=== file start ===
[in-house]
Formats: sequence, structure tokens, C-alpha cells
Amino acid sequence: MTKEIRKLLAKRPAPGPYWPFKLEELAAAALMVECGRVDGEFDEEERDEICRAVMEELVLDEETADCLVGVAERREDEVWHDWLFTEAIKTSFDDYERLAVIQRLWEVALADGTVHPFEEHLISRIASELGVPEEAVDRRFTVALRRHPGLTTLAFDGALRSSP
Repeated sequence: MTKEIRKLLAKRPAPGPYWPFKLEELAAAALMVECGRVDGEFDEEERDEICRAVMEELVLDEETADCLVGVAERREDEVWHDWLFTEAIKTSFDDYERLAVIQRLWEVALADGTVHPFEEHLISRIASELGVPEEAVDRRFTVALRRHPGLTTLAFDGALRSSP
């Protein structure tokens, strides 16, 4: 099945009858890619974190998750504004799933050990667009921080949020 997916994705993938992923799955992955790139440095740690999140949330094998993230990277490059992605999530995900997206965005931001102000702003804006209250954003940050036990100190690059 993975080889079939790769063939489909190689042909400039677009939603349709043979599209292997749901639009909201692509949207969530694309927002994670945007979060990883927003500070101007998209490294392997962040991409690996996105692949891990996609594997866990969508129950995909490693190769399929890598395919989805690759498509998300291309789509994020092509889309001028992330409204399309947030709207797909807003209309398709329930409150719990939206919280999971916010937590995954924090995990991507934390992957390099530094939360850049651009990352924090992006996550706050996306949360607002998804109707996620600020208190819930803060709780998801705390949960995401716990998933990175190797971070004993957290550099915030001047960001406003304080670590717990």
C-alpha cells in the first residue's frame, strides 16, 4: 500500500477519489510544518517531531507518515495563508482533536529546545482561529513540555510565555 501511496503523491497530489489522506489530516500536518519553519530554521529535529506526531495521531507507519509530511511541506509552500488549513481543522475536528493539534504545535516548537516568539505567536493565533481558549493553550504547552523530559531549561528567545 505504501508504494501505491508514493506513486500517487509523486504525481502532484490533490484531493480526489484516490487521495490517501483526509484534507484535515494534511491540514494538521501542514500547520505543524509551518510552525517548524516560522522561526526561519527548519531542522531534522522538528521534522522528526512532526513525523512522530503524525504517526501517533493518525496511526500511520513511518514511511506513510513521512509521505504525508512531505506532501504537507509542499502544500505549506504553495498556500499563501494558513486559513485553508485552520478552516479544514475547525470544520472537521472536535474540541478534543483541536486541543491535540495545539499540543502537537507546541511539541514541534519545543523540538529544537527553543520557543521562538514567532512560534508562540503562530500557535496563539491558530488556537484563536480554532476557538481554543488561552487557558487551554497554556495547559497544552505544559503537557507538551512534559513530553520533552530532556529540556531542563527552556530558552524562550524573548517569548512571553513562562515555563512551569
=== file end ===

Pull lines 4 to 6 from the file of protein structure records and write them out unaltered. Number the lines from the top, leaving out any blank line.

Repeated sequence: MTKEIRKLLAKRPAPGPYWPFKLEELAAAALMVECGRVDGEFDEEERDEICRAVMEELVLDEETADCLVGVAERREDEVWHDWLFTEAIKTSFDDYERLAVIQRLWEVALADGTVHPFEEHLISRIASELGVPEEAVDRRFTVALRRHPGLTTLAFDGALRSSP
């Protein structure tokens, strides 16, 4: 099945009858890619974190998750504004799933050990667009921080949020 997916994705993938992923799955992955790139440095740690999140949330094998993230990277490059992605999530995900997206965005931001102000702003804006209250954003940050036990100190690059 993975080889079939790769063939489909190689042909400039677009939603349709043979599209292997749901639009909201692509949207969530694309927002994670945007979060990883927003500070101007998209490294392997962040991409690996996105692949891990996609594997866990969508129950995909490693190769399929890598395919989805690759498509998300291309789509994020092509889309001028992330409204399309947030709207797909807003209309398709329930409150719990939206919280999971916010937590995954924090995990991507934390992957390099530094939360850049651009990352924090992006996550706050996306949360607002998804109707996620600020208190819930803060709780998801705390949960995401716990998933990175190797971070004993957290550099915030001047960001406003304080670590717990």
C-alpha cells in the first residue's frame, strides 16, 4: 500500500477519489510544518517531531507518515495563508482533536529546545482561529513540555510565555 501511496503523491497530489489522506489530516500536518519553519530554521529535529506526531495521531507507519509530511511541506509552500488549513481543522475536528493539534504545535516548537516568539505567536493565533481558549493553550504547552523530559531549561528567545 505504501508504494501505491508514493506513486500517487509523486504525481502532484490533490484531493480526489484516490487521495490517501483526509484534507484535515494534511491540514494538521501542514500547520505543524509551518510552525517548524516560522522561526526561519527548519531542522531534522522538528521534522522528526512532526513525523512522530503524525504517526501517533493518525496511526500511520513511518514511511506513510513521512509521505504525508512531505506532501504537507509542499502544500505549506504553495498556500499563501494558513486559513485553508485552520478552516479544514475547525470544520472537521472536535474540541478534543483541536486541543491535540495545539499540543502537537507546541511539541514541534519545543523540538529544537527553543520557543521562538514567532512560534508562540503562530500557535496563539491558530488556537484563536480554532476557538481554543488561552487557558487551554497554556495547559497544552505544559503537557507538551512534559513530553520533552530532556529540556531542563527552556530558552524562550524573548517569548512571553513562562515555563512551569